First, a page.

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The poet in lonely mood came suddenly upon a host of daffodils and was thrilled by their joyous beauty. But delightful as the immediate scene was, it was by no means the best part of his experience. For long afterwards, when he least expected it, memory brought back the flowers to the eye of his spirit, filled his solitary moments with thoughts of past happiness, and took him once more (so to speak) into the free open air and the sunshine. Just so for us the memory of happy sights we have seen comes back again to bring us pleasure.
WANDER'D lonely as a cloud
That floats on high o'er vales and hills,
Continuous as the stars that shine
The waves beside them danced, but they
In such a jocund company!
gazed-and gazed-but little thought What wealth the show to me had brought;
For oft, when on my couch I lie
In vacant or in pensive mood,
And then my heart with pleasure fills,
A LITTLE THANKFUL SONG
No man is without a reason to be thankful. If he lacks grati tude, the fault lies at least partly with himself.
'OR what are we thankful for? For this:
For the breath and the sunlight of life.
For the love of the child, and the kiss
On the lips of the mother and wife.
For bud and for bloom,
And hopes that are shining
For what are we thankful for? For this:
For what are we thankful for? For all:
('Tis love that doth teach it)
And faith that can reach it!
Printed in and permission from "The Atlanta Constitution."
Frank L. Stanton.
An egotist is not only selfish; he is usually ridiculous as well, for he sets us to wondering as to any possible ground for his exalted opinion of himself. The real workers do not emphasize their superiority to other people, do not even emphasize the differences, but are grateful that they may share in humanity's privilege of rendering service.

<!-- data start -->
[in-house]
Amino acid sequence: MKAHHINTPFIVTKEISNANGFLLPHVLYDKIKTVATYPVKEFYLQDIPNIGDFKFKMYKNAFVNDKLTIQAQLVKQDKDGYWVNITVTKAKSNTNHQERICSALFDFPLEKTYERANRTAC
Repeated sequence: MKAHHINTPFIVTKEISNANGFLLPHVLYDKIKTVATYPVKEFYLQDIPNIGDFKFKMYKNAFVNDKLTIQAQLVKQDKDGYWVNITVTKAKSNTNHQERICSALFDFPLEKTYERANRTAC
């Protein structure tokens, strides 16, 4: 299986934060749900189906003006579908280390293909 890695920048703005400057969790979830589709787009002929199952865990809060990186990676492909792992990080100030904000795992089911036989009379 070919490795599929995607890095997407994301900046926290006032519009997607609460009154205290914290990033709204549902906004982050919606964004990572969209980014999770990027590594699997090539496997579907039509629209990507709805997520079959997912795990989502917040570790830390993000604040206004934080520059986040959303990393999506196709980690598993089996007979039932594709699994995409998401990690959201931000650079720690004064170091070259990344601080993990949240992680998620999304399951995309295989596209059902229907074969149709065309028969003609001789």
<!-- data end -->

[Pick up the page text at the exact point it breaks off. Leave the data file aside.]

WO little raindrops were born in a shower,
And one was so pompously proud of his
He got in his head an extravagant notion
He leaped in the sea with a puff and a blare→→
But the other drop as along it went
And welcomed the sea as an old-time friend.
We may as well aim high as low, ask much as little. The world will not miss what it gives us, and our rewa will largely be governed by our demands.
BARGAINED with Life for a penny,
And Life would pay no more,
However I begged at evening
For Life is a just employer,
I worked for a menial's hire,
That any wage I had asked of Life,
From "The Door of Dreams,"
Jessie B. Rittenhouse
"Trust thyself," says Emerson; "every heart vibrates to that iron string.' This is wholesome and inspiring advice, but there is, as always, another side to the question. Many a man falls into absurdities and mistakes because he cannot get outside of himself and look at himself from other people's eyes. We should cultivate the ability to see everything, including ourselves, from more than one standpoint.
wad some Pow'r the giftie gie us
What airs in dress an' gait wad lea'e us,
And ev❜n devotion!
In the poem from which this excerpt is taken, Prometheus the Titan has been cruelly tortured for opposing the malignant will of Jupiter. In the end Prometheus wins a complete outward victory. Better still, by his steadfastness and high purpose he has won a great inward triumph. The spirit that has actuated him and the nature of his achievement are expressed in the following lines.
To suffer wives wongs darker than death or night;
O suffer woes which Hope thinks infinite;
To defy Power, which seems omnipotent;
Good, great and joyous, beautiful and free;
Percy Bysshe Shelley.
VICTORY IN DEFEAT
The great, radiant souls of earth-the Davids, the Shakespeares the Lincolns-know grief and affliction as well as joy and triumph. But adversity is never to them mere adversity; it
"Doth suffer a sea-change
Into something rich and strange";
and in the crucible of character their suffering itself is transmuted into song.
EFEAT may serve as well as victory
From "The Shoes of Happiness, and Other Poems,"